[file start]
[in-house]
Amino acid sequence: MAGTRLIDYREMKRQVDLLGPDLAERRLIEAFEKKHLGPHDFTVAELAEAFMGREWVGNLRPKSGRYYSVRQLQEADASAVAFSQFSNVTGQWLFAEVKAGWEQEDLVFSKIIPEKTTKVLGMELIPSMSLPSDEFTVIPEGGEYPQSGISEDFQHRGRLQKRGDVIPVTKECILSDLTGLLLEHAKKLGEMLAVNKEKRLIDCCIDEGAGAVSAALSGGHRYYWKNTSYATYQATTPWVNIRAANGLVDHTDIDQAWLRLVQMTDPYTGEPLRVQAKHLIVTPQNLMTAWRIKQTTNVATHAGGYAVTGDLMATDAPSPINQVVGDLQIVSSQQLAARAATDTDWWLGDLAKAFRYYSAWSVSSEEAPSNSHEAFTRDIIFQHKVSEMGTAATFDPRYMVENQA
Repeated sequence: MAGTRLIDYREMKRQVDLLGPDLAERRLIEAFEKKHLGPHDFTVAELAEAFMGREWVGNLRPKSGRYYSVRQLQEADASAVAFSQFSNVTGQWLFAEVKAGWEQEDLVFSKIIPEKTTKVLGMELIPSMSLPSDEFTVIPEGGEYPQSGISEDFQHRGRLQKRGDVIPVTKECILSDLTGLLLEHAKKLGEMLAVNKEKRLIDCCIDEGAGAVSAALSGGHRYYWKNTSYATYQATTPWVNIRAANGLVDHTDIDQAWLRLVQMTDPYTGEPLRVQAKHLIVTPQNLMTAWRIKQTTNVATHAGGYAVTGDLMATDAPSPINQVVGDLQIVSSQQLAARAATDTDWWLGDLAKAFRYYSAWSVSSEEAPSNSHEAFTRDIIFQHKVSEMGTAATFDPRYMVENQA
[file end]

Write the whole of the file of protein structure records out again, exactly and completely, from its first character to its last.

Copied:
[in-house]
Amino acid sequence: MAGTRLIDYREMKRQVDLLGPDLAERRLIEAFEKKHLGPHDFTVAELAEAFMGREWVGNLRPKSGRYYSVRQLQEADASAVAFSQFSNVTGQWLFAEVKAGWEQEDLVFSKIIPEKTTKVLGMELIPSMSLPSDEFTVIPEGGEYPQSGISEDFQHRGRLQKRGDVIPVTKECILSDLTGLLLEHAKKLGEMLAVNKEKRLIDCCIDEGAGAVSAALSGGHRYYWKNTSYATYQATTPWVNIRAANGLVDHTDIDQAWLRLVQMTDPYTGEPLRVQAKHLIVTPQNLMTAWRIKQTTNVATHAGGYAVTGDLMATDAPSPINQVVGDLQIVSSQQLAARAATDTDWWLGDLAKAFRYYSAWSVSSEEAPSNSHEAFTRDIIFQHKVSEMGTAATFDPRYMVENQA
Repeated sequence: MAGTRLIDYREMKRQVDLLGPDLAERRLIEAFEKKHLGPHDFTVAELAEAFMGREWVGNLRPKSGRYYSVRQLQEADASAVAFSQFSNVTGQWLFAEVKAGWEQEDLVFSKIIPEKTTKVLGMELIPSMSLPSDEFTVIPEGGEYPQSGISEDFQHRGRLQKRGDVIPVTKECILSDLTGLLLEHAKKLGEMLAVNKEKRLIDCCIDEGAGAVSAALSGGHRYYWKNTSYATYQATTPWVNIRAANGLVDHTDIDQAWLRLVQMTDPYTGEPLRVQAKHLIVTPQNLMTAWRIKQTTNVATHAGGYAVTGDLMATDAPSPINQVVGDLQIVSSQQLAARAATDTDWWLGDLAKAFRYYSAWSVSSEEAPSNSHEAFTRDIIFQHKVSEMGTAATFDPRYMVENQA